I finally got a hold of my main theme with Casting Blossoms to the Sky. That’s because 3/11 happened. For those who experienced losing the war, 3/11 was a do-over. I thought that no longer will the Japanese think materialistically or conveniently. I thought we will learn to be compassionate and work together. I thought we were going to be okay and so I made Casting Blossoms to the Sky and three years later, Seven Weeks. I thought the Japanese will cast away nuclear power plants and will move to a better direction, but sadly the government doesn’t move that way. And the one reason is because without war, they can’t feed themselves. It’s the military industrial complex. So, of course, the government won’t stop a war.
NOTEBOOK: So you were optimistic about Japan’s change when you made Seven Weeks but by the time you made Hanagatami you no longer felt that way?
OBAYASHI: I wasn’t conscious of it at the time but after I finished making Hanagatami, I had an opportunity to re-watch Seven Weeks and I thought, “Oh, I was already suspicious when I made Seven Weeks.” I think if you watch Seven Weeks and Hanagatami together, you can understand my philosophy.
NOTEBOOK: Do you feel that your philosophy has gained more specificity in your more recent films?
OBAYASHI: The reason that the dialogue in Hanagatami continued to change was because I kept feeling that I had been betrayed again and again. At the same time, my dear friend Isao Takahata died. He died of lung cancer which is the same thing that I have. It was incredibly sad for me.
Like myself, Takahata did not make films about losing the war. He decided to make a record of his experiences of the war. Grave of the Fireflies is exactly this. When you re-watch it today, you understand very well that it is a story set after the war. It’s not set during the war. It’s a story of remembering the war, after the war. Grave of the Fireflies is a story of a brother’s egoism that killed his little sister. That’s what Takahata meant to express, but everyone read the film as a movie about a brother trying his best to save his little sister. Takahata used to always say that “I did not intend to make such an righteous film.” My generation understands this very well.
Takahata used to say to me, “Obayashi, how careless we were. We didn’t think that Japan will become a country that would go to war again. I had made films thinking so, but how careless we were.” And with that, he made Princess Kaguya. When you watch that film today, you see that the film has no conclusion. If anything, that film is saying that there is no such thing as a polarity that says war is bad and peace is good. Rather, that those who make war and those who make peace are one and the same people. Both are Princess Kaguya. So you have to make the decision yourself. Think for yourself about whether you want to make money or start wars or whether you would rather have peace even if it means to starve by trying. He pitched a big question mark at us.
I don't optimistically believe in happy endings. Watch a sci-fi movie and they all conclude with the end of the world. Humans predict somewhere that with prosperity comes extinction. It’s just about when that will happen. When I first saw 2001: A Space Odyssey, I thought that the earth still has a long time to go, but it’s only been half a century and we’re already at a place of uncertainty. Children of war have always had a sense of resignation towards peace. Humans have to eat, after all, and in order to eat, there is no peace. But it is the movies that proved that humans are capable of imagining peace. It’s in the happy endings.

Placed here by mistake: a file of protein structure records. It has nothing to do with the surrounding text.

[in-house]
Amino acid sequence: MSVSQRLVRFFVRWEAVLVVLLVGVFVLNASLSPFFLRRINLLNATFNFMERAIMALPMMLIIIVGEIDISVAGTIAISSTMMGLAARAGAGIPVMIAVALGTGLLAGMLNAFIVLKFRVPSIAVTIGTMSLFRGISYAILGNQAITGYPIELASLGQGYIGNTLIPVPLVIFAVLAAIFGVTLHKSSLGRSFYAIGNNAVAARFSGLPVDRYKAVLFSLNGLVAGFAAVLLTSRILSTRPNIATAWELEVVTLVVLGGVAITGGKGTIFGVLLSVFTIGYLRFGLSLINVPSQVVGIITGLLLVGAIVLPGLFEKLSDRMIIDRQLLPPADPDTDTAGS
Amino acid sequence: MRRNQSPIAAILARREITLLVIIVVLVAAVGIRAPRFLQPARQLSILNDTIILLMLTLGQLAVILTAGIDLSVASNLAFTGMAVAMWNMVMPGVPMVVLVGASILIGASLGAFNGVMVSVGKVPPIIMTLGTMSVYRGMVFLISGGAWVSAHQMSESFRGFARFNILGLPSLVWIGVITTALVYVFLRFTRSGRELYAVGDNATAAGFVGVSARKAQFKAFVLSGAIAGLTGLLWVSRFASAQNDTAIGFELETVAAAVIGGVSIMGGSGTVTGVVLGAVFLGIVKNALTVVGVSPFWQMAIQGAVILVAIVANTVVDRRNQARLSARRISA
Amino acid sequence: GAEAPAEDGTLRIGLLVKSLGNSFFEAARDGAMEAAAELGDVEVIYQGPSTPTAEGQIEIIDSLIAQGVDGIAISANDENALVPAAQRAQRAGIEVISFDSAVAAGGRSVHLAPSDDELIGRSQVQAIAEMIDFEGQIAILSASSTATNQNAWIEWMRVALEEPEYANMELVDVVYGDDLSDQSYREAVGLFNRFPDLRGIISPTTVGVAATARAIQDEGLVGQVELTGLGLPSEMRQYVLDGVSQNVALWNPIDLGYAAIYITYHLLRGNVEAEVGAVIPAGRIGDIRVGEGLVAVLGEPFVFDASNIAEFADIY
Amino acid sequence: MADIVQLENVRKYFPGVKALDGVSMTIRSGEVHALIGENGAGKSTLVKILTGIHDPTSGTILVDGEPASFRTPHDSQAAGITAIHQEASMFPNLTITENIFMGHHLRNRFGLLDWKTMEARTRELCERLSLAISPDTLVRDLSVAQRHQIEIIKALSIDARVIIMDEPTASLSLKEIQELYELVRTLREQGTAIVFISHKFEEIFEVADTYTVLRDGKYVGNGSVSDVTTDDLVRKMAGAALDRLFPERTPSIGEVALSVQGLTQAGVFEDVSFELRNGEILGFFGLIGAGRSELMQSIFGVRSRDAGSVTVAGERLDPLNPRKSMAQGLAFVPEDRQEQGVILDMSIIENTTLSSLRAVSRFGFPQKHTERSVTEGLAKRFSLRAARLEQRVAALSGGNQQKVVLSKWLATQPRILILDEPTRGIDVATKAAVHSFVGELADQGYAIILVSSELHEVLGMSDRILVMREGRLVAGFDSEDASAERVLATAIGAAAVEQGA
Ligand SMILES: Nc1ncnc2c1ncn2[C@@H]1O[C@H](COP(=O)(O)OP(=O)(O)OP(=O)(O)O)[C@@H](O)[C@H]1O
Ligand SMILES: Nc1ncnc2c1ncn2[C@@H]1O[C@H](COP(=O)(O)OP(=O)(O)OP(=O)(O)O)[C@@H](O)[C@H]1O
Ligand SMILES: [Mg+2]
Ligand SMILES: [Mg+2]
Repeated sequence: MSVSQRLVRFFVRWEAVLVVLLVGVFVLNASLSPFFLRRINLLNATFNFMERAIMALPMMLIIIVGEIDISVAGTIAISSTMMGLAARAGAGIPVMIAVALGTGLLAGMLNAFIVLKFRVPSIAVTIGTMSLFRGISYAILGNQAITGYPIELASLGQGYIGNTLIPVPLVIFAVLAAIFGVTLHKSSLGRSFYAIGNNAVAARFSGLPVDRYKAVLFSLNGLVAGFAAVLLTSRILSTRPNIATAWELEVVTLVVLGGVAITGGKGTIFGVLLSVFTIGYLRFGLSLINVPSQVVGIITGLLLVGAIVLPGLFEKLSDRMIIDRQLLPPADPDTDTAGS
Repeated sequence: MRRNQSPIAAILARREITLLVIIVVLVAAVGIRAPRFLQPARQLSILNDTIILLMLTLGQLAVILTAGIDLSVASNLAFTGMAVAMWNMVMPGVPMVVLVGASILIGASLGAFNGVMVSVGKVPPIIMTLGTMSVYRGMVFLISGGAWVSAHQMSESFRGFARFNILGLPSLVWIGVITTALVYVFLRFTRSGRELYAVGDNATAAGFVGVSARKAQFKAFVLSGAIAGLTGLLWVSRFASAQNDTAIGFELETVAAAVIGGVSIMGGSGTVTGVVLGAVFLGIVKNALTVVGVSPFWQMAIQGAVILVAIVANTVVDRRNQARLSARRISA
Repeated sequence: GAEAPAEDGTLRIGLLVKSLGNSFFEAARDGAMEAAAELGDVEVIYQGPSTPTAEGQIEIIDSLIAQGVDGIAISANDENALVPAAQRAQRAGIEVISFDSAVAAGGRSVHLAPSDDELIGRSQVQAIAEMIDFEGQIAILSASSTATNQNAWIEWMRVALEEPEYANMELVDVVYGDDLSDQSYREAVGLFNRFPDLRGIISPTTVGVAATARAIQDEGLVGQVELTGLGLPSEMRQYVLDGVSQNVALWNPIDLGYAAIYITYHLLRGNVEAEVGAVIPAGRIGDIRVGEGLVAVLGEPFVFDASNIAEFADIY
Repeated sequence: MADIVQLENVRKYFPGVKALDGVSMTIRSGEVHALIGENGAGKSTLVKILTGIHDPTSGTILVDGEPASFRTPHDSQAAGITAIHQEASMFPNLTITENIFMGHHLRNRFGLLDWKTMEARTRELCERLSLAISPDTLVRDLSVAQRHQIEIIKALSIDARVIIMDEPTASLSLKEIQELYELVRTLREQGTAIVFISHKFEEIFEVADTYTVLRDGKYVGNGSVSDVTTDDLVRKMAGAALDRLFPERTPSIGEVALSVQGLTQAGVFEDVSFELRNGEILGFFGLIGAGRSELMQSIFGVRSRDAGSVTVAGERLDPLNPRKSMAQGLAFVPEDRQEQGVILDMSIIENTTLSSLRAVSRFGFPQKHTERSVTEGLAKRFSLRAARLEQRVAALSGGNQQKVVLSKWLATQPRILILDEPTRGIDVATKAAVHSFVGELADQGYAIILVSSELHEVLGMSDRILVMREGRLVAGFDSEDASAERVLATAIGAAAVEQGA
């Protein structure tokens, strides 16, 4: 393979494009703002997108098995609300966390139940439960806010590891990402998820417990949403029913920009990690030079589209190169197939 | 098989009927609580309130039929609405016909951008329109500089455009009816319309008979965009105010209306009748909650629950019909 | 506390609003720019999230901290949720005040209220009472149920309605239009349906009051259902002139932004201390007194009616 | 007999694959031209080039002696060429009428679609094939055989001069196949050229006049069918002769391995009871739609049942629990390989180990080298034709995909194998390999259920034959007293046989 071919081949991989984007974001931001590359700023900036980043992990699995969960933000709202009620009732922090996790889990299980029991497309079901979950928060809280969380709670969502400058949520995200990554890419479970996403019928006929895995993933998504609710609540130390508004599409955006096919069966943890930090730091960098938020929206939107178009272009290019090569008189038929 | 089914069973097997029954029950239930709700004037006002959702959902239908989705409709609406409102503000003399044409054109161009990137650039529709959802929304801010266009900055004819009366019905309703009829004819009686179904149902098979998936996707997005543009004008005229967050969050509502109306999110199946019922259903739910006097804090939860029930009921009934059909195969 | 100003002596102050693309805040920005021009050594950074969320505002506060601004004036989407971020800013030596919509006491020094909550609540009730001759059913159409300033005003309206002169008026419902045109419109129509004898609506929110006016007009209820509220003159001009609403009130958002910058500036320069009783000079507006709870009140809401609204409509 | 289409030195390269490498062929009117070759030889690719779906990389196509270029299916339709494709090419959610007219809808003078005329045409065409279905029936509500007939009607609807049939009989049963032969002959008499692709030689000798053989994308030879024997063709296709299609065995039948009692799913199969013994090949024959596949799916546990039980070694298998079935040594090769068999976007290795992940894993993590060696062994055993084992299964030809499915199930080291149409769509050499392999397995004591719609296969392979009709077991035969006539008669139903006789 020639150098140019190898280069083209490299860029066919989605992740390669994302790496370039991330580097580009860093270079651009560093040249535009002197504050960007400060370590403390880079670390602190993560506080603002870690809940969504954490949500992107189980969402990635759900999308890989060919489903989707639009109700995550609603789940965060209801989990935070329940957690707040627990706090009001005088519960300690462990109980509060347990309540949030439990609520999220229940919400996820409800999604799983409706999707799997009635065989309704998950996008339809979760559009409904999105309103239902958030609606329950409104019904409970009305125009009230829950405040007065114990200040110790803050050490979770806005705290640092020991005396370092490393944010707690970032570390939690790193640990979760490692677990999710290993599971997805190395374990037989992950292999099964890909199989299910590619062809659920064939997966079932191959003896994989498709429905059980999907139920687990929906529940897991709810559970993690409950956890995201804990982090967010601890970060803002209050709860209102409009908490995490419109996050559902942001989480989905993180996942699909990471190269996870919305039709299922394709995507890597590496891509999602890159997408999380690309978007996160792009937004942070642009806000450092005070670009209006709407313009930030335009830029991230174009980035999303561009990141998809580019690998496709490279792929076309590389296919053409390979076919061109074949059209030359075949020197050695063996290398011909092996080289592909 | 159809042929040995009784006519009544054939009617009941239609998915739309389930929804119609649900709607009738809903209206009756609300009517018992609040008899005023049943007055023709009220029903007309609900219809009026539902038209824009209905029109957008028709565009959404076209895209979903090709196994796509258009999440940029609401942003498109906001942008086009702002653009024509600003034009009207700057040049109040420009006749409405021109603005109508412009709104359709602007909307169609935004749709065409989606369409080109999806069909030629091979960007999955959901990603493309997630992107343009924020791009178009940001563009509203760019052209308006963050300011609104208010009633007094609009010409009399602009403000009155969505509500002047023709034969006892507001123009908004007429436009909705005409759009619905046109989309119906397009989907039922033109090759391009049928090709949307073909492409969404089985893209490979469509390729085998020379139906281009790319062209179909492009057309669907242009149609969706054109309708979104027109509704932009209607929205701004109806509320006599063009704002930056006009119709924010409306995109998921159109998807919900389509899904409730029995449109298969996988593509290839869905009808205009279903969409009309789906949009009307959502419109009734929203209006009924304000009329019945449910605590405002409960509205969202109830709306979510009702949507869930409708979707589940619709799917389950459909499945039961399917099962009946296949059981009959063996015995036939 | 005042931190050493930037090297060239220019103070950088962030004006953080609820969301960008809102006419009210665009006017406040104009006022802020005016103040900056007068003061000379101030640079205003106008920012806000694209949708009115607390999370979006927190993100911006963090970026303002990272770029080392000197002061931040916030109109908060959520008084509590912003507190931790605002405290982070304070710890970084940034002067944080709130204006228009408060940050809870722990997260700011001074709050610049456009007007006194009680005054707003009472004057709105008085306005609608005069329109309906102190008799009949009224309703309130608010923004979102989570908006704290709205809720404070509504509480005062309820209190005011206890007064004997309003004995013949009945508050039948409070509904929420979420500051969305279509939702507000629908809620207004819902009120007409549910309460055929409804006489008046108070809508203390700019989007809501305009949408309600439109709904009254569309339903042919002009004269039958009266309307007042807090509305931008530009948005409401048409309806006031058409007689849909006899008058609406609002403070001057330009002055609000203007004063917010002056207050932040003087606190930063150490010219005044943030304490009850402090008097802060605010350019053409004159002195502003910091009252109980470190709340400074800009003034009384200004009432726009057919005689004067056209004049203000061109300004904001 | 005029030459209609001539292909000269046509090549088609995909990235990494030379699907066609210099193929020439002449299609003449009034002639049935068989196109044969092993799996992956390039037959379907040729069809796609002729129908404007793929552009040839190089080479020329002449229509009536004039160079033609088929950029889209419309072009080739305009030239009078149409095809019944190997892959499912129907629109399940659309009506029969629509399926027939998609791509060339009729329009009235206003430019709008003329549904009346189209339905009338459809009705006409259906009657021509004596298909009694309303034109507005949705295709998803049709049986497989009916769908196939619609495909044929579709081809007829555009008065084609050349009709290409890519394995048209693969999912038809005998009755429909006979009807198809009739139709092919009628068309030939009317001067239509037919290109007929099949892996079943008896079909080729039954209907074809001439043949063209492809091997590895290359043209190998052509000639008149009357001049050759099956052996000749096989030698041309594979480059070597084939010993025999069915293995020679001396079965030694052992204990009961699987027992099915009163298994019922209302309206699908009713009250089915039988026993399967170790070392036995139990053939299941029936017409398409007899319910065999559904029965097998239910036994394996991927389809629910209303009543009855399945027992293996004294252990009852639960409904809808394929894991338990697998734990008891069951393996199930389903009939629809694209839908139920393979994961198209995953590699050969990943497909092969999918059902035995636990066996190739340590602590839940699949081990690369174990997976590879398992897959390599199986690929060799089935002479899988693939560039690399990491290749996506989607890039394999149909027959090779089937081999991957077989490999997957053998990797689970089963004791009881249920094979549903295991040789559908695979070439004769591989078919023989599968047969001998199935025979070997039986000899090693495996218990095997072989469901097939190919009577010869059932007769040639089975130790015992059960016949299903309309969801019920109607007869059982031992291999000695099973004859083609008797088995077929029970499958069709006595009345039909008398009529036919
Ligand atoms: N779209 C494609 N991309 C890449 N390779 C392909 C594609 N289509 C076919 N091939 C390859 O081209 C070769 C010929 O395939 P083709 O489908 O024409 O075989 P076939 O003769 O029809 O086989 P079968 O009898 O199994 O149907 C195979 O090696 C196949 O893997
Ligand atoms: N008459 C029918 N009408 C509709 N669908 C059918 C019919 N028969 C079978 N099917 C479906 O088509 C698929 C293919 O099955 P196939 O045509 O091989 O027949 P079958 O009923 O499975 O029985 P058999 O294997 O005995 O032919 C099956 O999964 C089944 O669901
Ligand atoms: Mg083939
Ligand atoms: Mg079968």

In the 20th century, humans brought military technology into the fight and accelerated us much closer to the end. The movies are part of this technology. Movies are different in that way from art that came before. It’s a destructive art. And to believe in happy endings using a destructive art is basically an act of desperation.
What’s important is how long you can make that happy ending continue. If you’re only concerned with it lasting your own life time, happiness is only about eating decadently and becoming famous. Many creators are this way.
What matters is to be concerned about how long your will can continue to be felt even to a few people beyond your death. Akira Kurosawa told me that if he had 400 more years, he could make the world a happy place, but he was 80 at the time and as a man close to death he said that he did not have enough time. He said, “Obayashi, how old are you now? 50! That means you have at least another 30 years. If you have 30 more years, you can do more work towards this world and if you can’t make it there, your children and grandchildren will continue it and when it’s my 400th anniversary, when your great grandchildren are making films, there will be no wars. I believe this. So you have to continue my task.” That was his will to me. The last thing he said to me was “Obayashi, only you would understand that I have finally become an amateur filmmaker. After I quit Toho, I became an amateur filmmaker. How great it is to be able to honestly make movies with all my might about the things I truly believe in.” The movie he made then was an anti-nuclear film. He didn’t make those at Toho.
In the last 100 years we’ve hit the point where there is no winner and loser. During the war there were winners and losers and so in a way war no longer exists today. Now, we’re just fighting to prevent whoever presses the button first. Trump can press the button anytime. What a world we’re living in. If anyone asks whether it’s faster for Trump to press the button or for me to make films that would bring people together—of course it’s faster to press the button. But to live is to think “I’ll make 30 films in the time it takes for Trump to reach that button.” That’s the job of an artist.
Special thanks to Neo Sora for his help and to Chigumi Obayashi for setting up the interview.